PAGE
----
A Very Different Cold War, POD 1912 US Election [Timeline Sketch]

This is an admittedly half-baked timeline idea that's been sitting on my hard drive for a little while. I don't think I'm ever going to do anything with it, so I figured I'd dump the sketch on this forum and see what you guys think. Please, pick away.


1912 US Presidential Election
284 EVs – Theodore Roosevelt / Hiram Johnson (Progressive)
217 EVs – Woodrow Wilson / Thomas Marshall (Democratic)
30 EVs – William Taft / Nicholas Butler (Republican)

The Great War Begins
[ OTL Historical beginning of WWI ]

Roosevelt signals desire to enter war on Entente side, begins military build-up (has to be held back by military advisors from jumping in straight-away).

A Second Assassination in 15 Years
1915: Roosevelt assassinated by anti-war anarchist (maybe an Italian immigrant?). This assassin is of sound mind and clearly political motivated, unlike McKinley’s killer.

VP Johnson pledges to keep US out of the War. He faces hysterical opposition from a multi-partisan coalition of interventionist politicians, media magnates, financiers, and businessmen, who try to whip up popular fervor to join the war.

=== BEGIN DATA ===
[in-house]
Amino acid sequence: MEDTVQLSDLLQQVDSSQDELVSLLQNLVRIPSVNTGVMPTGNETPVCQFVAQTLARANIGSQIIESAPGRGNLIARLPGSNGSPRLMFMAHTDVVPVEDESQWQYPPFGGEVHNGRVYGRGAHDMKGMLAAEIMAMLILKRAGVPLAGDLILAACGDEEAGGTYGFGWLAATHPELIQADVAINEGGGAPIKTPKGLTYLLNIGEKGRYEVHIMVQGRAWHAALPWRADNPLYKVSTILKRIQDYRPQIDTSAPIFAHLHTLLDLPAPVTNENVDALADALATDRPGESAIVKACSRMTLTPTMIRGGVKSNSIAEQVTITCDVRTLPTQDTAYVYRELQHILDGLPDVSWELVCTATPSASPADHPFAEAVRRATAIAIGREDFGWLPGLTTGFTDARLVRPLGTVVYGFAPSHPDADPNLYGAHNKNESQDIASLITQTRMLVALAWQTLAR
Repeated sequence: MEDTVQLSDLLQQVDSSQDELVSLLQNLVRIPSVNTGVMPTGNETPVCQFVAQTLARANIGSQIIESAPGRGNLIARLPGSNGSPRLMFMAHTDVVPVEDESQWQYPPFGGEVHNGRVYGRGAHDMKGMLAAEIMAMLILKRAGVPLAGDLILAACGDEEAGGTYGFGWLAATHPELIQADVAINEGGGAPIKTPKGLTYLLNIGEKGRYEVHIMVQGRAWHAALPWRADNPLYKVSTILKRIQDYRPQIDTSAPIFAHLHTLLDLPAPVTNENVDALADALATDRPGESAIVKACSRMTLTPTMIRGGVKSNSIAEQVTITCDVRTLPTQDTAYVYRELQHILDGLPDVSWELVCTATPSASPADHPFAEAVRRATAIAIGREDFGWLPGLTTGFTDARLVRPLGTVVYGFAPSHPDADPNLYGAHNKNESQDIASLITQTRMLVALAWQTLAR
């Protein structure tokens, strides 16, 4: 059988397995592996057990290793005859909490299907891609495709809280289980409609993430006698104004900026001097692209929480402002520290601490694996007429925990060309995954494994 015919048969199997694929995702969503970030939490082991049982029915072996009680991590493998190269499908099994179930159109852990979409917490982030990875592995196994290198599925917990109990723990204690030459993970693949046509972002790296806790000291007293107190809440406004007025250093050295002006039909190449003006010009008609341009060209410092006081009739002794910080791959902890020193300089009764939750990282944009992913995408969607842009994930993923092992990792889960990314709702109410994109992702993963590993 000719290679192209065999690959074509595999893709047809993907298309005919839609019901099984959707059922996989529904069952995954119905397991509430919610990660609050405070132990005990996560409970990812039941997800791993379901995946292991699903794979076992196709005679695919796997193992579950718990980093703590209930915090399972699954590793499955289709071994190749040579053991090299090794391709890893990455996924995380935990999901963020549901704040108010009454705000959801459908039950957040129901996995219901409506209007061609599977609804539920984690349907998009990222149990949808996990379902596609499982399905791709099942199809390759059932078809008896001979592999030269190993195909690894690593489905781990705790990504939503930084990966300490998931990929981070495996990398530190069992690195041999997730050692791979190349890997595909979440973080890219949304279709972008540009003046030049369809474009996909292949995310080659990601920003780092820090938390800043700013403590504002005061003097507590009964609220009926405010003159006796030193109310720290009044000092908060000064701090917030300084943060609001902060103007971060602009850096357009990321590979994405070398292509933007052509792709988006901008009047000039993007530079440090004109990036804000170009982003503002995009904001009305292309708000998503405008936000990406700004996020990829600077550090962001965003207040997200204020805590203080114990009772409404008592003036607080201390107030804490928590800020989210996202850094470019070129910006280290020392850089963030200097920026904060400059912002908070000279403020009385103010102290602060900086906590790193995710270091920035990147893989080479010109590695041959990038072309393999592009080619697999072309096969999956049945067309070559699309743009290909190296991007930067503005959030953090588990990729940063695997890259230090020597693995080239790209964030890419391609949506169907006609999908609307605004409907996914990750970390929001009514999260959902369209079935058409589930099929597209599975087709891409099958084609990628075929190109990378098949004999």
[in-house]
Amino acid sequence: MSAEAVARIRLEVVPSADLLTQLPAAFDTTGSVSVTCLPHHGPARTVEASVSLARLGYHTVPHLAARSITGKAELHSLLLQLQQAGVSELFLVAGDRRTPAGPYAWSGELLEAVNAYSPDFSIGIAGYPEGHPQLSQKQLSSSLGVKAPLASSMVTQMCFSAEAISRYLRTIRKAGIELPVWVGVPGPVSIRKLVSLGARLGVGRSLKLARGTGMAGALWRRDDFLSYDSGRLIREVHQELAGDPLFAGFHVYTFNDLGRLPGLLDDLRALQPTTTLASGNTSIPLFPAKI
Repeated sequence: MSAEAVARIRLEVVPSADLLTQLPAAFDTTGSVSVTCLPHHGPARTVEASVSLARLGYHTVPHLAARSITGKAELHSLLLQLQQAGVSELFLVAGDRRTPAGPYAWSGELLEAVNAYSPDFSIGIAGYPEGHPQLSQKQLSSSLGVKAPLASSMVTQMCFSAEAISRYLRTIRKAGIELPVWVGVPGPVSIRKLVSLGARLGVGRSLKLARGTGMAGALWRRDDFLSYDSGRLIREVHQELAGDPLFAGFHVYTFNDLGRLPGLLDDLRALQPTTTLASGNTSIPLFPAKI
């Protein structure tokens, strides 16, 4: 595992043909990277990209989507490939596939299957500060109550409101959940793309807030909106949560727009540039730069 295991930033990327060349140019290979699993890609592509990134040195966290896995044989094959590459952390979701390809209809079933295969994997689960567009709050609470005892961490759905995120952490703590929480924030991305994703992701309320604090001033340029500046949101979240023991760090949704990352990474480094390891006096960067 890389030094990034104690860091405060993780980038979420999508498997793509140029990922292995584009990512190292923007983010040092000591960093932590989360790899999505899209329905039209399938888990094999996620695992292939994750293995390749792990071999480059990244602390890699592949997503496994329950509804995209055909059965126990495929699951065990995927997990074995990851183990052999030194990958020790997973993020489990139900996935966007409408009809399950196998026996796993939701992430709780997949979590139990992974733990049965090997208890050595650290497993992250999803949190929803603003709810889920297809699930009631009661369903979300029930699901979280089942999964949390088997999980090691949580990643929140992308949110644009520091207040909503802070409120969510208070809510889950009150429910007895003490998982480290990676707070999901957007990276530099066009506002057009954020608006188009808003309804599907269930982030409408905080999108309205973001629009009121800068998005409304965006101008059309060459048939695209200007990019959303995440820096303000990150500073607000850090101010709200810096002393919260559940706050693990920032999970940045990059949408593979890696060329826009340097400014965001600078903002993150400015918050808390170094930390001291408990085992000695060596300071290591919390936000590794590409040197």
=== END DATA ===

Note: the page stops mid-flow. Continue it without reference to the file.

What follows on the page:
1916 US Presidential Election
Johnson wins election to full term on "He kept us out of the War" slogan. Various progressives win state-wide & local elections

Bolshevik Revolution
Russia exits the war on terms very favorable to the German Empire as the new Bolshevik Party begins its efforts to centralize its control of the October Revolution. Germany shifts its full might to the Western Front.

The revolution stirs anti-communist hysteria in the United States. However, there is no organized Red Scare as in OTL. The United States is at peace, so there are no war-time laws or measures to invoke to arrest or deport labor and left-wing activists. President Johnson is also ambivalent about the notion of cracking down on the left; though he has no strong affinity for the Bolsheviks, he is not as virulently anti-communist as the mainstream, prompting the right to characterize him as a “secret red.”

1918: German summer offensive overwhelms Entente (aided by French mutinies), Germany wins the war

1919: Financial Crisis caused by Britain defaulting on its loans brings down JP Morgan, plunges US into recession (following Britain, France)

1920: Dueling narratives on Johnson ("He Kept Us Out of the War" vs. Commie in Disguise, 1st election w/women voters who tend to favor Johnson), election decided in House after no electoral majority

The Short-Lived German Empire
Germany emerged from the Great War with a total victory. However, the costs of that victory were enormous. The economy and morale of the nation was entirely sapped. Integrating the newly-won provinces into the Empire and newly returned veterans to society proved surprisingly difficult. And the global financial crisis triggered by the collapse of the UK banking system and its knock-on effects in the US crashed down upon the continent as well.